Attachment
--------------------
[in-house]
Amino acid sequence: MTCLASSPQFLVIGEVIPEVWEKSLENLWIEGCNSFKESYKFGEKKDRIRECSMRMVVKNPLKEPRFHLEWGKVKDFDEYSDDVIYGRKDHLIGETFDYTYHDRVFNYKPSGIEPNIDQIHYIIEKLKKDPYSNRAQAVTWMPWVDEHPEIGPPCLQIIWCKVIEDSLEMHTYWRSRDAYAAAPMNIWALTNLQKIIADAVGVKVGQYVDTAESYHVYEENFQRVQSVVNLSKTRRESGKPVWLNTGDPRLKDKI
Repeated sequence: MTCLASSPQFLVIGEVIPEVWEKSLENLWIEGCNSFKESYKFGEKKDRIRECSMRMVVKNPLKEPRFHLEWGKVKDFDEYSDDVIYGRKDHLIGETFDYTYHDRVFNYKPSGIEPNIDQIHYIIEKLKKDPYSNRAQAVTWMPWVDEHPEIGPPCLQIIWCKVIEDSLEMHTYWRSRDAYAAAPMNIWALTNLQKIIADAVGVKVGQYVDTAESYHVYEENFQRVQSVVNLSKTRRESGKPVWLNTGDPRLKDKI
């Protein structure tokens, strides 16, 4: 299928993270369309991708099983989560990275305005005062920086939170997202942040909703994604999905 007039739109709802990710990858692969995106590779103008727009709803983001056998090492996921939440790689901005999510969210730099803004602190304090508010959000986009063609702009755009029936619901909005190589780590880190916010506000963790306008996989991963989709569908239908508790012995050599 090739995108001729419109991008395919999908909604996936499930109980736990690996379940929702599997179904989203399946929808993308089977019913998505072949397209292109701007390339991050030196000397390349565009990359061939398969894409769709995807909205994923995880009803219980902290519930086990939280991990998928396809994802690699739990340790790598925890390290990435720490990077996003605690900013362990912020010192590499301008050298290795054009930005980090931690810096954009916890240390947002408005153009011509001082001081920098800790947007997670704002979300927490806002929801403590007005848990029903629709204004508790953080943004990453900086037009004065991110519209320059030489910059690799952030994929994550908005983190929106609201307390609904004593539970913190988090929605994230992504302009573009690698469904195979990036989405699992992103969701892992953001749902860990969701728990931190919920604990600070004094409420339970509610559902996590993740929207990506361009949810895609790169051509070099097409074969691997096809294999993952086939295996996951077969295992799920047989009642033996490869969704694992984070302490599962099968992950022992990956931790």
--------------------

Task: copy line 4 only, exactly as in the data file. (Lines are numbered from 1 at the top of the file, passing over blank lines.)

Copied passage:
């Protein structure tokens, strides 16, 4: 299928993270369309991708099983989560990275305005005062920086939170997202942040909703994604999905 007039739109709802990710990858692969995106590779103008727009709803983001056998090492996921939440790689901005999510969210730099803004602190304090508010959000986009063609702009755009029936619901909005190589780590880190916010506000963790306008996989991963989709569908239908508790012995050599 090739995108001729419109991008395919999908909604996936499930109980736990690996379940929702599997179904989203399946929808993308089977019913998505072949397209292109701007390339991050030196000397390349565009990359061939398969894409769709995807909205994923995880009803219980902290519930086990939280991990998928396809994802690699739990340790790598925890390290990435720490990077996003605690900013362990912020010192590499301008050298290795054009930005980090931690810096954009916890240390947002408005153009011509001082001081920098800790947007997670704002979300927490806002929801403590007005848990029903629709204004508790953080943004990453900086037009004065991110519209320059030489910059690799952030994929994550908005983190929106609201307390609904004593539970913190988090929605994230992504302009573009690698469904195979990036989405699992992103969701892992953001749902860990969701728990931190919920604990600070004094409420339970509610559902996590993740929207990506361009949810895609790169051509070099097409074969691997096809294999993952086939295996996951077969295992799920047989009642033996490869969704694992984070302490599962099968992950022992990956931790």